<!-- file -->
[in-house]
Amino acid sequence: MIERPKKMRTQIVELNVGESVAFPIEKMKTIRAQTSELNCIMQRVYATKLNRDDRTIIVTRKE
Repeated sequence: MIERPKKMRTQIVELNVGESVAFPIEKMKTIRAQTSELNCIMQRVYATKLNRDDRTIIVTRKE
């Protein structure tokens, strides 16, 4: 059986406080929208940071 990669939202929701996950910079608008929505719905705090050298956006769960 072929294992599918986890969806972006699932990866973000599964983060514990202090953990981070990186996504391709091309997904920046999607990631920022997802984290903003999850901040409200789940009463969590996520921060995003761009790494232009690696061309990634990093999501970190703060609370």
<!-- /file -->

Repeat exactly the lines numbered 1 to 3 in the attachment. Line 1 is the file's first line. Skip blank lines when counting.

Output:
[in-house]
Amino acid sequence: MIERPKKMRTQIVELNVGESVAFPIEKMKTIRAQTSELNCIMQRVYATKLNRDDRTIIVTRKE
Repeated sequence: MIERPKKMRTQIVELNVGESVAFPIEKMKTIRAQTSELNCIMQRVYATKLNRDDRTIIVTRKE